Christening gift, silver

England 1910s

Swedish, silver, 1845 

From a compost from the American Civil War, 1861-1865, these have been unearthed. The box for toothpowder is made of porcelain and the toothbrush is made of bone. Bone toothbrushes are rare. They were relatively cheap and were thrown away when worn out

The most common materials until the 20th century were bone shafts and boar bristles

Silver, the brush plate is missing. Import stamp

Swedish, 1847, silver. The brush plate is missing

Christening gift, silver

England 1910s

Silver 1882

Marked A.L.D.

Children's toothbrush, silver, 1910s

Possibly Portuguese, silver, 1920s. Purchased at a flea market in Lisbon. The box is hand-decorated.

Elephant, French, 1940s

Thomas Brown, Dublin

Chas R Rogers &Co England

Dr Butlers Peridental


Papa's Pet

Donald Duck 1940s

Dr. Butler's Orthodontic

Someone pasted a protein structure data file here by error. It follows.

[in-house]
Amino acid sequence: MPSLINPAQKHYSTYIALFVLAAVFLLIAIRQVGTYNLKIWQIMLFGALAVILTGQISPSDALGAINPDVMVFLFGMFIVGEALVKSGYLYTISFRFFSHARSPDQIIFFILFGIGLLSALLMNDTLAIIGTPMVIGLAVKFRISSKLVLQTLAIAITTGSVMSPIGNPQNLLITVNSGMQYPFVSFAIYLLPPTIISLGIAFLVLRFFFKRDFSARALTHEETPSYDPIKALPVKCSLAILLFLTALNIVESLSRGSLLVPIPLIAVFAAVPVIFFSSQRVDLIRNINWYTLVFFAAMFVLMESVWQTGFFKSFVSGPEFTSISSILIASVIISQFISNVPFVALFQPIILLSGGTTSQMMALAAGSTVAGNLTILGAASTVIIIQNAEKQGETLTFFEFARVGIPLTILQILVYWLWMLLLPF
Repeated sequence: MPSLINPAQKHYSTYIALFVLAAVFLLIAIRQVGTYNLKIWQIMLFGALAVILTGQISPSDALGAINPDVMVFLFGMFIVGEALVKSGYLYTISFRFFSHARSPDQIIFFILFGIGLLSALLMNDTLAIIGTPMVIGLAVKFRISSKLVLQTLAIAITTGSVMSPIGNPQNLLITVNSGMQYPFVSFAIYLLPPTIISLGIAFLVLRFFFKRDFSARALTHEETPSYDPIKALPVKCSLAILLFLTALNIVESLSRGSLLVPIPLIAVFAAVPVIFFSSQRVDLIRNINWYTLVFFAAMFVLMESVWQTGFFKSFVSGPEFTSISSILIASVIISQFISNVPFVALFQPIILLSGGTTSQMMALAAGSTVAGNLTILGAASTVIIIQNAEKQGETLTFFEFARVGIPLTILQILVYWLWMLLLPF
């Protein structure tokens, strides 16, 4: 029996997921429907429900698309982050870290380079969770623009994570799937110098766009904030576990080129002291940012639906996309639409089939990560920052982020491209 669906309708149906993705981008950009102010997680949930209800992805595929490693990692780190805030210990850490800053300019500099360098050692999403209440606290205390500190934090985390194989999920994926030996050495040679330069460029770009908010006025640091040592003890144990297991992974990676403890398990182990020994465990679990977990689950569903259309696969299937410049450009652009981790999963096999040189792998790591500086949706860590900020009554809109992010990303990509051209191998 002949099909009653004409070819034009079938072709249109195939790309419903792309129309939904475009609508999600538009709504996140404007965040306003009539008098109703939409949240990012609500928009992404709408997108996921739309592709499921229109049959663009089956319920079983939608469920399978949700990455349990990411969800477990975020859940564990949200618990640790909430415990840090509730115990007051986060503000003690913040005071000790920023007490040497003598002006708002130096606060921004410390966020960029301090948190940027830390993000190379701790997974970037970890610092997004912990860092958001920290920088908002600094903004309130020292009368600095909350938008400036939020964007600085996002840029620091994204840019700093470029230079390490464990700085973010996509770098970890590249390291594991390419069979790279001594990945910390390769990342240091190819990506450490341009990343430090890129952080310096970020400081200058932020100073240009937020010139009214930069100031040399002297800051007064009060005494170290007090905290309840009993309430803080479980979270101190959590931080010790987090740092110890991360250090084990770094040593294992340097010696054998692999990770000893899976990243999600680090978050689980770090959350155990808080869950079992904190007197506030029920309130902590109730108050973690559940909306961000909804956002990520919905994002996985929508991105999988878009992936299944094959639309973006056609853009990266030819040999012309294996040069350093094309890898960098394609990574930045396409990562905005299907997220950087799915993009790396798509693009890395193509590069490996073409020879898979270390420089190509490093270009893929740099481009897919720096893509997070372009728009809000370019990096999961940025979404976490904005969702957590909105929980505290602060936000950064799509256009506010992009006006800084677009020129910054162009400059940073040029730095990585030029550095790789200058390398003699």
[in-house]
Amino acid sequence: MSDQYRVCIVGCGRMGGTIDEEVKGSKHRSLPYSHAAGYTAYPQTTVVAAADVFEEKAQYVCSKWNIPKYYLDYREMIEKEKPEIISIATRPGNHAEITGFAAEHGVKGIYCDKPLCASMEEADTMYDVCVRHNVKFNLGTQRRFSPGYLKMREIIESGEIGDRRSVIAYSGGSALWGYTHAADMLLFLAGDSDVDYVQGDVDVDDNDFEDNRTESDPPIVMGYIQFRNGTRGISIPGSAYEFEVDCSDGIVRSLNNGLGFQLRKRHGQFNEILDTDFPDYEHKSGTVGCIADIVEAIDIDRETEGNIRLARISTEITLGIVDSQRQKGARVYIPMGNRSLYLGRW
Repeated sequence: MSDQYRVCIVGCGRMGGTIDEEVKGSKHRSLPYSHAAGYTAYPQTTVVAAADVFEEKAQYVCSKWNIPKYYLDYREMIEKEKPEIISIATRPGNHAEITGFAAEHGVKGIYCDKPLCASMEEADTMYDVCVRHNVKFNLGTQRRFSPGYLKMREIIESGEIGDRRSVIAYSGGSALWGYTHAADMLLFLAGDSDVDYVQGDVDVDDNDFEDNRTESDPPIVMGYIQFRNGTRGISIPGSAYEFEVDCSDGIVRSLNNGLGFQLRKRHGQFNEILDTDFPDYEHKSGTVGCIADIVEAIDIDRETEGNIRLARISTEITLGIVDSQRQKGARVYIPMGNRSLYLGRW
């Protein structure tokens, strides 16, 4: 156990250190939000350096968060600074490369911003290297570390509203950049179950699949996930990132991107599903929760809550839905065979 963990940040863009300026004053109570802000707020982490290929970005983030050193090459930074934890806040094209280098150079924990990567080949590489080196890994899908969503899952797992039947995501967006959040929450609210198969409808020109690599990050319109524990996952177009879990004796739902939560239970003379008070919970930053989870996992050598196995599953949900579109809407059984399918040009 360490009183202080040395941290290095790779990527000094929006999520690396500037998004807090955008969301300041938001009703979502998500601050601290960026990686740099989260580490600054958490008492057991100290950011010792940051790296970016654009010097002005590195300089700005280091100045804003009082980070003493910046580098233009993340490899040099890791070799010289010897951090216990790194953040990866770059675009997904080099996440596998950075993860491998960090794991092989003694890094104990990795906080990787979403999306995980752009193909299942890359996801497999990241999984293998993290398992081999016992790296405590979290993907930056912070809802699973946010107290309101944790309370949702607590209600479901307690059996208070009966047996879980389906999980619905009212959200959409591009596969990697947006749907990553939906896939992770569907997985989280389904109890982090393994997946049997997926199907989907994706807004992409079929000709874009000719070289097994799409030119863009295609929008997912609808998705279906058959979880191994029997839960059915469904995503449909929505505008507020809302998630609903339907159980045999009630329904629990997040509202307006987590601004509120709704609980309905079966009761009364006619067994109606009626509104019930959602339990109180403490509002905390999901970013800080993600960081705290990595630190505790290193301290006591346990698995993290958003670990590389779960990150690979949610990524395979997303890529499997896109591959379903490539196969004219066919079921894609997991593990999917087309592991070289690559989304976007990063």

Duralon, 100% La Seko 

Celluloids opened up possibilities for new forms and ideas. All from the first half of the 20th century

During 1938, more modern plastics began to replace earlier materials in the shafts, and in 1938 nylon thread came as a replacement for natural bristles. World War II came to accelerate development as it was believed that good dental health promoted ability.

Zinc, celluloid and hog bristle. Baroque style, French

Indexo, New York. Celluloid and rubber

A COLD CASE a detective story

Read more!

Travel toothbrush. Bakelite sleeve and plastic head with boar bristle

Ebony with metal decoration

Australian military toothbruch WW2

Big brother, made in USA

Lactona nylon, Instructor, Youth School Special


Bi-Po Dual Action

Not only new materials but also new ideas were developed. Unknown 1940s

Clean-be-tween 1930s/40s. Maybe the toothbrush above is of the same brand. Made in Hollywood for the movie stars of the day?